Every theater season has a "snob hit," according to William Goldman's classic 1969 insider's guide to Broadway, The Season. It's a play--usually British--that cultured New Yorkers flock to en masse, out of a sense of obligation. They don't want to see it, per se, but feel they have to, in order to preserve their cred as serious art lovers. This season's snob hit is almost certainly the revival of David Hare's 1995 play Skylight, currently at the John Golden Theatre after a successful, sold out, screened in movie theaters worldwide run in London. Directed by the supposed wunderkind Stephen Daldry and starring heavy hitters Bill Nighy and Carey Mulligan, it's attracting droves of the well-heeled denizens of the Upper West Side and Park Slope, who dutifully applaud, laugh when appropriate, nod appreciatively, and feel grateful that they managed to wrangle up a ticket.

Skylight is a talky, boring play meant to comment on the perilous class divide in post-Thatcherite England. However, it really boils down to nothing more than a charismatic older man talking his way into a fragile young woman's knickers. Tale as old as time, with or without the pretense of liberal politics to make it seem more palatable. Tom Sergeant (Nighy), a successful restaurateur, shagged his former employee, Kyra Hollis (Mulligan), for six years while she lived with him and his now-deceased wife as a de facto family member. When Mrs. Sergeant discovered the affair, Kyra fled to North London, to begin a self-prescribed penance as a teacher in a slum school. When Tom turns up round her flat after three years of silence, it's not long before they are back in the roles they once inhabited, and back in bed.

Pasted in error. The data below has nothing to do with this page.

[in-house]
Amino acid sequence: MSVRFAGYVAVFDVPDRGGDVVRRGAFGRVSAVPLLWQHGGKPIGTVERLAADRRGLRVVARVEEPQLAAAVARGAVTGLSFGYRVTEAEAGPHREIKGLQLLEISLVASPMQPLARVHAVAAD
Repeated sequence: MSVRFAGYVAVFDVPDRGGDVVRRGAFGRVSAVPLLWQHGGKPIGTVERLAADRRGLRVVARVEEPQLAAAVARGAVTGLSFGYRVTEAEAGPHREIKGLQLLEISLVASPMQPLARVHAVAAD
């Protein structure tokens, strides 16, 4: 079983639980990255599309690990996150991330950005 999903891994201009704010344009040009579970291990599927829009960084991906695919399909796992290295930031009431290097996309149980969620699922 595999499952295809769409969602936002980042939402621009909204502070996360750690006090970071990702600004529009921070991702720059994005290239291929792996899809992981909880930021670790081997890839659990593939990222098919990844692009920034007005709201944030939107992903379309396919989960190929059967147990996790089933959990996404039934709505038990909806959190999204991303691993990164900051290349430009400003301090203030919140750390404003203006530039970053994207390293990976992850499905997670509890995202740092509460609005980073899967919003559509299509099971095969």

And did I mention they talk? And talk. And talk. And talkkkkkkkk. About everything. Which amounts to nothing.

Monday, April 27, 2015

Cavalleria Rusticana/Pagliacci

When the classic verismo double bill of Mascagni's Cavalleria Rusticana and Leoncavallo's Pagliacci last appeared at the Met, in 2009, it was clear that Franco Zeffirelli's war-horse production was badly in need of retirement. Six years later, a new production has arrived, helmed by Sir David McVicar, who's easily the most reliable director currently working in the Gelb Met. As seen over the weekend (at a performance that was also simulcast into movie theaters), McVicar's stagings scored a success, with the Mascagni appropriately dark and impassioned and the Leoncavallo brimming with passion and pain just underneath its brightly-colored surface.

Marcelo Alvarez and Eva Maria Westbroek
Photo: Cory Weaver/Metropolitan Opera
Aside from the creakiness of the previous production, the raison d'etre for this new production was star tenor Marcelo Alvarez's desire to sing the leading tenor roles in both operas. However, the first opera--set here in 1900--really belongs to the soprano. Santuzza, excommunicated (a faith worse than death in a repressive Catholic society) and scorned, longs for her former lover, Turiddu, who has returned to the bed of his married former flame, Lola. Lola's husband, the rich driver Alfio, is a vengeful and violent man; when the jealous Santuzza informs him of his wife's activities, she signs Turiddu's death warrant.